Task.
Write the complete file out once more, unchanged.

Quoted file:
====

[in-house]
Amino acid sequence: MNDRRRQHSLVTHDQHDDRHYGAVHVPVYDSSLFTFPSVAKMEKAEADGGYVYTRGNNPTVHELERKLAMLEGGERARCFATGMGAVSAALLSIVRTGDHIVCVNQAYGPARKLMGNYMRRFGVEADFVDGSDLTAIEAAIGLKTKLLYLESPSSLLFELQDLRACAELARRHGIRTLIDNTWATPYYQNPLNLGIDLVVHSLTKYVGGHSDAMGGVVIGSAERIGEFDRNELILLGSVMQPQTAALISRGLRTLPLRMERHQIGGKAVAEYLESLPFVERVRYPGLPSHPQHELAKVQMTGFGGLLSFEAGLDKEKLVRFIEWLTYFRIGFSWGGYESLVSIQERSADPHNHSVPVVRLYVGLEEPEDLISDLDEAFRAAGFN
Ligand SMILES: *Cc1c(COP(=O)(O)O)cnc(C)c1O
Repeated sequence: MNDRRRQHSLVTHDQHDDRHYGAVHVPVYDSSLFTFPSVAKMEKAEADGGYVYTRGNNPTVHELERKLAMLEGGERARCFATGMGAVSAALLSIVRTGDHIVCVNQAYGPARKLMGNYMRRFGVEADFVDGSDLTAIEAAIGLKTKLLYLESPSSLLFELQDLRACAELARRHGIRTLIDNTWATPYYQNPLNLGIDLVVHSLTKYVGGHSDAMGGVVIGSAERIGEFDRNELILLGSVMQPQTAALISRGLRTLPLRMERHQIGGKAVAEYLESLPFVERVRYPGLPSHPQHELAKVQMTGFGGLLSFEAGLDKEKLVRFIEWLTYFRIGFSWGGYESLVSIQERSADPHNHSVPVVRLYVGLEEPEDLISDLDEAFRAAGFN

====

[in-house]
Amino acid sequence: MNDRRRQHSLVTHDQHDDRHYGAVHVPVYDSSLFTFPSVAKMEKAEADGGYVYTRGNNPTVHELERKLAMLEGGERARCFATGMGAVSAALLSIVRTGDHIVCVNQAYGPARKLMGNYMRRFGVEADFVDGSDLTAIEAAIGLKTKLLYLESPSSLLFELQDLRACAELARRHGIRTLIDNTWATPYYQNPLNLGIDLVVHSLTKYVGGHSDAMGGVVIGSAERIGEFDRNELILLGSVMQPQTAALISRGLRTLPLRMERHQIGGKAVAEYLESLPFVERVRYPGLPSHPQHELAKVQMTGFGGLLSFEAGLDKEKLVRFIEWLTYFRIGFSWGGYESLVSIQERSADPHNHSVPVVRLYVGLEEPEDLISDLDEAFRAAGFN
Ligand SMILES: *Cc1c(COP(=O)(O)O)cnc(C)c1O
Repeated sequence: MNDRRRQHSLVTHDQHDDRHYGAVHVPVYDSSLFTFPSVAKMEKAEADGGYVYTRGNNPTVHELERKLAMLEGGERARCFATGMGAVSAALLSIVRTGDHIVCVNQAYGPARKLMGNYMRRFGVEADFVDGSDLTAIEAAIGLKTKLLYLESPSSLLFELQDLRACAELARRHGIRTLIDNTWATPYYQNPLNLGIDLVVHSLTKYVGGHSDAMGGVVIGSAERIGEFDRNELILLGSVMQPQTAALISRGLRTLPLRMERHQIGGKAVAEYLESLPFVERVRYPGLPSHPQHELAKVQMTGFGGLLSFEAGLDKEKLVRFIEWLTYFRIGFSWGGYESLVSIQERSADPHNHSVPVVRLYVGLEEPEDLISDLDEAFRAAGFN